Long Beach high-rise project gets go-ahead despite controversy
A proposed high-rise project in Long Beach that developers say would provide hundreds of jobs and millions of dollars in annual revenue has been given the go-ahead by the city's Planning Commission.
In a 4-3 vote, the commissioners approved a zoning change Wednesday night that will allow the controversial development -- a 12-story condominium and a pair of buildings that will range between four and six stories tall -- to go forward. The panel also certified an environmental impact report on the project.
In amending Long Beach's limits on development, including height restrictions, the commission signaled the importance the city is placing on creating jobs in a stagnant economy.
Opponents, however, contend that the proposed development at 2nd Street and Pacific Coast Highway would increase an already congested intersection and harm the nearby Los Cerritos Wetlands.
The estimated cost of the project, which is expected to include a hotel, a coastal science center and a 99-seat community theater, has been put at about $360 million. Proponents say it would create at least 1,300 construction jobs, 1,000 permanent jobs for the city and pump at least $2 million a year into the local economy, according to the project's website.
Years of debate over the construction of the 2nd+PCH Project, as it is known, has divided residents in the coastal town. Last week, developers and an advocacy group opposing the project took out large ads to drum up support.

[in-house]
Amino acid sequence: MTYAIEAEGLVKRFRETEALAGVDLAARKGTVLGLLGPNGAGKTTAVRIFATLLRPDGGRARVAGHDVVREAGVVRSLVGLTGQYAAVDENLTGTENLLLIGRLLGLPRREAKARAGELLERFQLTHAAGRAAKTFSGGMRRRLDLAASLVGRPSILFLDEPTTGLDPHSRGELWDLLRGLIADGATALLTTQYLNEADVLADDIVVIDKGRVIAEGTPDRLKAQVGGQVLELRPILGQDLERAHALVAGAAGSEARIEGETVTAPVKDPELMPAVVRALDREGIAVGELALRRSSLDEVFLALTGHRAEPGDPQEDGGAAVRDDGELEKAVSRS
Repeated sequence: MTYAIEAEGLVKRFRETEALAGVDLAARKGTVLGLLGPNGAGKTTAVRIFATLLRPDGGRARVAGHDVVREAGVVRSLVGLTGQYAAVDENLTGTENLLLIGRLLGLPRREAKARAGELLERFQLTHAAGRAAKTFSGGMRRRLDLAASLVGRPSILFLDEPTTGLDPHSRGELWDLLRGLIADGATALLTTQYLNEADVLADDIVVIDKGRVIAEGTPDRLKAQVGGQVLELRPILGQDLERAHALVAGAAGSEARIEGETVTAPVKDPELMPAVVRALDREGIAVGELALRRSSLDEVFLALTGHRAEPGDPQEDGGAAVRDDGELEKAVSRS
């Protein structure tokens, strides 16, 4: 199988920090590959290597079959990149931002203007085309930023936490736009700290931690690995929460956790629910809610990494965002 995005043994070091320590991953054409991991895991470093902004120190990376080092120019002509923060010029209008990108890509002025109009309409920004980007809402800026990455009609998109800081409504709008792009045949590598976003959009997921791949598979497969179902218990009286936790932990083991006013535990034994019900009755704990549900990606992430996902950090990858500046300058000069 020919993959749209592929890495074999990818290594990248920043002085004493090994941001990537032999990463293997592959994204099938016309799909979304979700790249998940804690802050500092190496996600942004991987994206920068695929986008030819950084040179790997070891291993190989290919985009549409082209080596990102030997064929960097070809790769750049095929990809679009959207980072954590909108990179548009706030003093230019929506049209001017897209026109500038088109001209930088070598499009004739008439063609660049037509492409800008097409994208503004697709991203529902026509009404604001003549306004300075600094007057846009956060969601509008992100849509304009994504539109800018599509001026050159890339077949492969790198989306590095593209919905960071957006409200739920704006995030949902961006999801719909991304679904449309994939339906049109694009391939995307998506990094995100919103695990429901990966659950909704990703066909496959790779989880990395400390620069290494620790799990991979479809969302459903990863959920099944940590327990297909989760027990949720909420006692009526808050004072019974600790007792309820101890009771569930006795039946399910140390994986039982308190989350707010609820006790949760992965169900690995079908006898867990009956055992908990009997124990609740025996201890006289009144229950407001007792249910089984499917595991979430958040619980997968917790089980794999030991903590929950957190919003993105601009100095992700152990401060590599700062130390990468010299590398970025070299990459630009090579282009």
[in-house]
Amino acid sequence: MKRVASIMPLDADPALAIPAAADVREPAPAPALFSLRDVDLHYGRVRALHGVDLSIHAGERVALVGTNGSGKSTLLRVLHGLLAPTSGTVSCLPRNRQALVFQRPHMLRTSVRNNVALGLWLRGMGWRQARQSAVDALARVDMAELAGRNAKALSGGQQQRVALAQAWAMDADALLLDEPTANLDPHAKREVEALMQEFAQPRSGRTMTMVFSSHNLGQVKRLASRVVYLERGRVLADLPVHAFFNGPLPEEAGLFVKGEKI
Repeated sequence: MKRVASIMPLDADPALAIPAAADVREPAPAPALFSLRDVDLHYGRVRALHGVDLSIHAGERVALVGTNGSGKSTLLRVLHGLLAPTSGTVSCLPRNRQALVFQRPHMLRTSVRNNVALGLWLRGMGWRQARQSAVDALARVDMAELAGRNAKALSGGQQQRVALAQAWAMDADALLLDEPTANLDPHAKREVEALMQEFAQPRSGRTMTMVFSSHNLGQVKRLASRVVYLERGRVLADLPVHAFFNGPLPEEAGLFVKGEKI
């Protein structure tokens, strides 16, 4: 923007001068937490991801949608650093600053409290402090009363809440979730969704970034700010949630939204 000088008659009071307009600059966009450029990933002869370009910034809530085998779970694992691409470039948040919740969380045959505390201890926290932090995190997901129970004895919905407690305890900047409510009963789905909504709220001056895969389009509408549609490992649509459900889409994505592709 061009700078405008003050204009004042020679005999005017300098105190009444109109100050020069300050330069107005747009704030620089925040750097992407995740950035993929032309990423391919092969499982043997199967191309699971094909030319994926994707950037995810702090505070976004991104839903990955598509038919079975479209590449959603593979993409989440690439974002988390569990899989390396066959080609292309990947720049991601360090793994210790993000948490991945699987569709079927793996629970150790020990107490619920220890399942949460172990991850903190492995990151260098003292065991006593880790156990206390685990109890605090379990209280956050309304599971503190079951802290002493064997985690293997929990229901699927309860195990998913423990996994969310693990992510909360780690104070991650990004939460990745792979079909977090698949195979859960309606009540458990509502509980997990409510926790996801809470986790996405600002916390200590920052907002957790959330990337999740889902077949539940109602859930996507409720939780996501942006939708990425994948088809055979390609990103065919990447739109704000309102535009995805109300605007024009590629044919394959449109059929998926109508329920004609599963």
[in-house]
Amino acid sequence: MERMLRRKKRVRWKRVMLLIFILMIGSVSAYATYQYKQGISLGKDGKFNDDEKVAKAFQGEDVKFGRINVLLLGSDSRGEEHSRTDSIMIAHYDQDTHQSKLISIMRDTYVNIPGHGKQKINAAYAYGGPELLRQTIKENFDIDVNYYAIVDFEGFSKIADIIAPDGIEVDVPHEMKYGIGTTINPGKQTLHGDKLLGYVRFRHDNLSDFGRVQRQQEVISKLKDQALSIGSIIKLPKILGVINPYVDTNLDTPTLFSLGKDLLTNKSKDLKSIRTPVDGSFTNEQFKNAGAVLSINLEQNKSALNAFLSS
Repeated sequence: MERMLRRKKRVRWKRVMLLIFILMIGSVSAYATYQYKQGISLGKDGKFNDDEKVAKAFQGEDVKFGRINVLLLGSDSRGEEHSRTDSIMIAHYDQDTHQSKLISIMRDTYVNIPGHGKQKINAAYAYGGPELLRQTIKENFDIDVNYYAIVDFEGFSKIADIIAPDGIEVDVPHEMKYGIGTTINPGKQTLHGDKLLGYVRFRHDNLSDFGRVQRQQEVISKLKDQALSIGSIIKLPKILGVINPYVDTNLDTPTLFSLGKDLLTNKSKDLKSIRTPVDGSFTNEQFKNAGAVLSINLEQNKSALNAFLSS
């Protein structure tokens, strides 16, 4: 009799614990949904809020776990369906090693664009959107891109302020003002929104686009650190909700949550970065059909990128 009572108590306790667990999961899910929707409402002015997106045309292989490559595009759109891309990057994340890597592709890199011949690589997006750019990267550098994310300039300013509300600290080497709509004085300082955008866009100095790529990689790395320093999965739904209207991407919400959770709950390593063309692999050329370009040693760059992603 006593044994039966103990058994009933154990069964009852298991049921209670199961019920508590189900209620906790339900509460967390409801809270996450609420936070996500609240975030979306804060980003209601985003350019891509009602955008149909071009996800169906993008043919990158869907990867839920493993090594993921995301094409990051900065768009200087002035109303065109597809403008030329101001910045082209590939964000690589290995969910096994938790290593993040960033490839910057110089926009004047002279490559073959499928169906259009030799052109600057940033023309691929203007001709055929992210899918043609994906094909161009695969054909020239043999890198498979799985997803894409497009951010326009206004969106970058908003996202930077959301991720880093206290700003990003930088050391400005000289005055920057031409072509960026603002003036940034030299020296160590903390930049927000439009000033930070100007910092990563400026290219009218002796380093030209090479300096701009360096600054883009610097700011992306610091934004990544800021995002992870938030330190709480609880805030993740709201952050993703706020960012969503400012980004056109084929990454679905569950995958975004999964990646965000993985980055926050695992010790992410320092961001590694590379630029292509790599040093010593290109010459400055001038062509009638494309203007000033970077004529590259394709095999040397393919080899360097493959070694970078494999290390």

The Los Cerritos Wetlands Land Trust, a grass-roots coalition of homeowners and environmental groups, say traffic congestion around the 10-acre site will worsen and that changing the existing zoning plan will lead to taller buildings in the area and more pollution, which will affect the habitat of the wetlands.
"Over 95% of wetlands habitat in California has been destroyed and Long Beach's Los Cerritos Wetlands are the largest remaining contiguous piece of wetlands left in Southern California," the group's website says.
The marsh is separated from the project site and sits along an existing commercial site, according to city records.
Photo: Double-crested cormorants in the Los Cerritos Wetlands. Opponents of the proposed building development in Long Beach say high-rises like those proposed would add to the area's congestion and harm the nearby wetlands. Credit: Allen J. Schaben / Los Angeles Times